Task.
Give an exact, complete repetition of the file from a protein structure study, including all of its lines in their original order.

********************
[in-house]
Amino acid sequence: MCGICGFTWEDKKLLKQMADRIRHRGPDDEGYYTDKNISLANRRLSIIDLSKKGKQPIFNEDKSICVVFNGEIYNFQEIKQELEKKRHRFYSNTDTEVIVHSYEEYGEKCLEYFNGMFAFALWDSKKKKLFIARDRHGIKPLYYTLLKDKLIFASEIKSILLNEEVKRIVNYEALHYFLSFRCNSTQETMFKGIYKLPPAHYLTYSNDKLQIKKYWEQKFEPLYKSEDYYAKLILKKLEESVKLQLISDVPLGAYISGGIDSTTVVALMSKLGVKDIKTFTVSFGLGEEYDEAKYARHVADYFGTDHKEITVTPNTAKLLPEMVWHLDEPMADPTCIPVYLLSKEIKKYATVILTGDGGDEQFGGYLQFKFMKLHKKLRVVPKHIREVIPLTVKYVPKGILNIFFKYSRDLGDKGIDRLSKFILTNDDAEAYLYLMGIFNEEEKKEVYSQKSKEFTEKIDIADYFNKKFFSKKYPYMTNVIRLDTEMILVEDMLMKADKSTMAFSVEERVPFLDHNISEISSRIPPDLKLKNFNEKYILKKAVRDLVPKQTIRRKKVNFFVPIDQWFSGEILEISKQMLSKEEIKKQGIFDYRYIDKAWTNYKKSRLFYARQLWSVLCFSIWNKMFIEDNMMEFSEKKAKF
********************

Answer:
[in-house]
Amino acid sequence: MCGICGFTWEDKKLLKQMADRIRHRGPDDEGYYTDKNISLANRRLSIIDLSKKGKQPIFNEDKSICVVFNGEIYNFQEIKQELEKKRHRFYSNTDTEVIVHSYEEYGEKCLEYFNGMFAFALWDSKKKKLFIARDRHGIKPLYYTLLKDKLIFASEIKSILLNEEVKRIVNYEALHYFLSFRCNSTQETMFKGIYKLPPAHYLTYSNDKLQIKKYWEQKFEPLYKSEDYYAKLILKKLEESVKLQLISDVPLGAYISGGIDSTTVVALMSKLGVKDIKTFTVSFGLGEEYDEAKYARHVADYFGTDHKEITVTPNTAKLLPEMVWHLDEPMADPTCIPVYLLSKEIKKYATVILTGDGGDEQFGGYLQFKFMKLHKKLRVVPKHIREVIPLTVKYVPKGILNIFFKYSRDLGDKGIDRLSKFILTNDDAEAYLYLMGIFNEEEKKEVYSQKSKEFTEKIDIADYFNKKFFSKKYPYMTNVIRLDTEMILVEDMLMKADKSTMAFSVEERVPFLDHNISEISSRIPPDLKLKNFNEKYILKKAVRDLVPKQTIRRKKVNFFVPIDQWFSGEILEISKQMLSKEEIKKQGIFDYRYIDKAWTNYKKSRLFYARQLWSVLCFSIWNKMFIEDNMMEFSEKKAKF